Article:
There is also to be "an increased focus on Fibre to the Premises (FTTP) technology within the plan with the aim being to reach two million premises with the technology, mainly in new housing developments, high streets and business parks".
"Customer service will be another area of focus with the company revealing a series of new initiatives to better meet the evolving needs of its customers." Perhaps they can start by having a human being answering the phone when a subscriber rings in with a problem and then actually doing something about it.
Gavin Patterson, the CEO of the BT Group commented “Customer expectations are increasing all the time and we need to work hard to meet those new demands. That is why contact centre work is being returned to the UK and why Openreach is aiming to halve the number of missed appointments within a year. Customers want higher standards of service and we are determined to provide them with just that.” Well better late than never, but believe it when to you see it.
After all, it took an awfully long time for it to sink in and action to be taken. BT's call-centres in India have long been a major bone of contention where customers are concerned and Openreach's miserable record of missed appointments and its average 48-day gap between order placement and (hopeful) fulfillment is justly infamous.
However, better service is now promised - or at least an ambition - and "a range of new initiatives" will see "BT Consumer set to reduce the standard time to fix line faults by 24 hours (not "TO 24 hours" you'll note). The company also "pledges" to handle 90 per cent of customer calls in the UK by March 2017. Yippee!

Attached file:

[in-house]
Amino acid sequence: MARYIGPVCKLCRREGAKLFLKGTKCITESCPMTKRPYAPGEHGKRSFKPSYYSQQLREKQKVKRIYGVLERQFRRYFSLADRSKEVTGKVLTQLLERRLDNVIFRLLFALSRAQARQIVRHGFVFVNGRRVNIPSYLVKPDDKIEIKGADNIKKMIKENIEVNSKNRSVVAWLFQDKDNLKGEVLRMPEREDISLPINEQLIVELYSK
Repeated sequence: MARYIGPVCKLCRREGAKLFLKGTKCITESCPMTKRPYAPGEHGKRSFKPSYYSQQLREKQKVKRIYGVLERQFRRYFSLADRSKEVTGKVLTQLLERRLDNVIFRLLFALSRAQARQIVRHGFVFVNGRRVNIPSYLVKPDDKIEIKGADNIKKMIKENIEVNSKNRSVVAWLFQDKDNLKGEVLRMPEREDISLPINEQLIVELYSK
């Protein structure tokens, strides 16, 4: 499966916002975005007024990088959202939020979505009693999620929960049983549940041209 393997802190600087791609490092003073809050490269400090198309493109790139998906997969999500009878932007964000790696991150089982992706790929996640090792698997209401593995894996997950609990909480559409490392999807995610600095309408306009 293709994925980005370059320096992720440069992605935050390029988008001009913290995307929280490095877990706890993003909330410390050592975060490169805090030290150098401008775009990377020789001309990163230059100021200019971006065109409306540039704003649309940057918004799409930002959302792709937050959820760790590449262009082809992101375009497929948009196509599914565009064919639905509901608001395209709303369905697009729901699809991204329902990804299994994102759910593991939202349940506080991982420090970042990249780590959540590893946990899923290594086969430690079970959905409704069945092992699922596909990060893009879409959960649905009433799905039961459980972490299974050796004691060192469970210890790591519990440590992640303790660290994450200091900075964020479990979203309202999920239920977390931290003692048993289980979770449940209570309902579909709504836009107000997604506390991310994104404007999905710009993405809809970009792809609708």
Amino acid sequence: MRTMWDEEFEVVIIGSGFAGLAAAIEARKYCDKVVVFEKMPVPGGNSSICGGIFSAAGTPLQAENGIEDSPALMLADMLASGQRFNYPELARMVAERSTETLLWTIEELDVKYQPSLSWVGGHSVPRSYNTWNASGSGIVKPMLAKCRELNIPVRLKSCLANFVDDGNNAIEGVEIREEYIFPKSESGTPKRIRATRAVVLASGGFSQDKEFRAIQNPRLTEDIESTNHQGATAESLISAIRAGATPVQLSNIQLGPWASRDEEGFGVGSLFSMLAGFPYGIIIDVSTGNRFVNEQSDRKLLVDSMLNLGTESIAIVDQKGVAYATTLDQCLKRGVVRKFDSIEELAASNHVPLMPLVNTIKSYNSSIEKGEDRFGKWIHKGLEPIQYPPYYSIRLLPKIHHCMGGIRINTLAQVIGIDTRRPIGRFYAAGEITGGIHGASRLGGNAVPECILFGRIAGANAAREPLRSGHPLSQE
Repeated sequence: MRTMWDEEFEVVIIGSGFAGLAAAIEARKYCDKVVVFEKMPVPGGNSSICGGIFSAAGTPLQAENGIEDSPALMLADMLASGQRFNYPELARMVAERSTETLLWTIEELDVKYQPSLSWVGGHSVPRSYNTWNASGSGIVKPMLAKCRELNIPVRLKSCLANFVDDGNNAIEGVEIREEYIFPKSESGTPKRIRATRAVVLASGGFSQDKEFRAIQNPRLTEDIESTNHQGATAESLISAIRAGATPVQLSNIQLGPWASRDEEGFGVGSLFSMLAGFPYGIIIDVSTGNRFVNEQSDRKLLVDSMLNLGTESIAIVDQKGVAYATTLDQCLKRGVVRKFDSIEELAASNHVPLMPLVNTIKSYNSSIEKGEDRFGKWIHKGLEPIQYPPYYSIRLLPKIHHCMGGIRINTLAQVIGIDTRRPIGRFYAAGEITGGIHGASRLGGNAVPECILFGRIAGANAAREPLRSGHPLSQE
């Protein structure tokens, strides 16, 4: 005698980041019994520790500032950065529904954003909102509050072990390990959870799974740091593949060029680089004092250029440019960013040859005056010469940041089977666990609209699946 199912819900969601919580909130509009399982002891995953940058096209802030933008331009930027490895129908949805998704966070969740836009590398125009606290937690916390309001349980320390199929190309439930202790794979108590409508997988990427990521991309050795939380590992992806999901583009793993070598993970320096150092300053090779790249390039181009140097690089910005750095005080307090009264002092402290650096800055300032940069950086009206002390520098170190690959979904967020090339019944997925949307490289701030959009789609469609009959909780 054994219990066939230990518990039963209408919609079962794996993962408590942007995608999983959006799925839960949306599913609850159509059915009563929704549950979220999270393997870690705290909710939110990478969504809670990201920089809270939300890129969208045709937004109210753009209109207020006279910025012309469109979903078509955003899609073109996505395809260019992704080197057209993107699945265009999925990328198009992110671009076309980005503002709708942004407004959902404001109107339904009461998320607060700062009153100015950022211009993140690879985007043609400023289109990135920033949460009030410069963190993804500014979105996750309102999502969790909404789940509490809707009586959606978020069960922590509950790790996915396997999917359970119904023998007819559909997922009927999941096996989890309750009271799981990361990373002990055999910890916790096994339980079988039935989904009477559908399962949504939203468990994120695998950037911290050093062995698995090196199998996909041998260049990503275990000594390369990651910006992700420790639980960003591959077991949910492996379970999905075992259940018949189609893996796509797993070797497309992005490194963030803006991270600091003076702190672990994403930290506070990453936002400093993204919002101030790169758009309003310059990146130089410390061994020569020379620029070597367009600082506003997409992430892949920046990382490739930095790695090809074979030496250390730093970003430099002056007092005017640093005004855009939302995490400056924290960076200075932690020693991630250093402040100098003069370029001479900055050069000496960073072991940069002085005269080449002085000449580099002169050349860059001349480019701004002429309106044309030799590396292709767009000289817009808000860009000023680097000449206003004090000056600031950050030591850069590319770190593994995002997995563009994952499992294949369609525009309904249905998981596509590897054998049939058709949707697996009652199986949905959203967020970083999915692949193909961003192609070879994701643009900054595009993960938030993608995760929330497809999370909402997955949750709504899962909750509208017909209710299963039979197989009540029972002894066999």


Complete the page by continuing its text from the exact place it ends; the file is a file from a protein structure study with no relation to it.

Mr. Patterson added, “The UK is a digital leader today and it is vital that it remains one in the future. That is why we are announcing a further six billion pounds of investment in our UK networks, subject to regulatory certainty. That is not particularly subtle code for "We'll only do this if Ofcom backs down from calls for us to divest ourselves of Openreach."
Ofcom may be backing off, but the EU regulator is made of sterner stuff
The new investment plan was announced simultaneously with BT's full-year earnings report to March 31 this year. It shows a 15 per cent rise in pre-tax profits to £3.03 billion and revenues up by six per cent to £18.9 billion. The results also show that the £12.5 acquisition will cost BT some £550 million in integration costs.
So, BT remains a highly profitable telecoms behemoth and also a quasi-monopoly as far as the last mile is concerned and is determined to avoid a regulator-imposed structural separation of Openreach from the parent company, hence the disclosure in today's results that BT has proposed to Ofcom that the two parties should come to a "voluntary agreement" that would avoid "a prolonged period of uncertainty for the industry." (code again, this time for increased certainty for the industry but the demise of BT's beloved golden goose).
More than anything else BT is scared stiff that Ofcom might yet refer the Openreach problem to the European authorities. The result of an investigation by Brussels would almost certainly result in enforced structural separation and BT knows it. That's why it is now coming over all sweetness and light and making promises - or at least listing some ambitions.
And one last thing; today's results show that the BT pension is in net deficit to the tune of £5.2 billion net of tax. It's a massive black hole that will take some filling and BT will have to fill it at some time or other - unless it has ambitions there too?
Make no mistake, BT isn't doing any of this out of altruism and a commitment to foster competition, it's doing it because if it doesn't the Sky and other bits and pieces might actually fall on it and cause some serious headaches.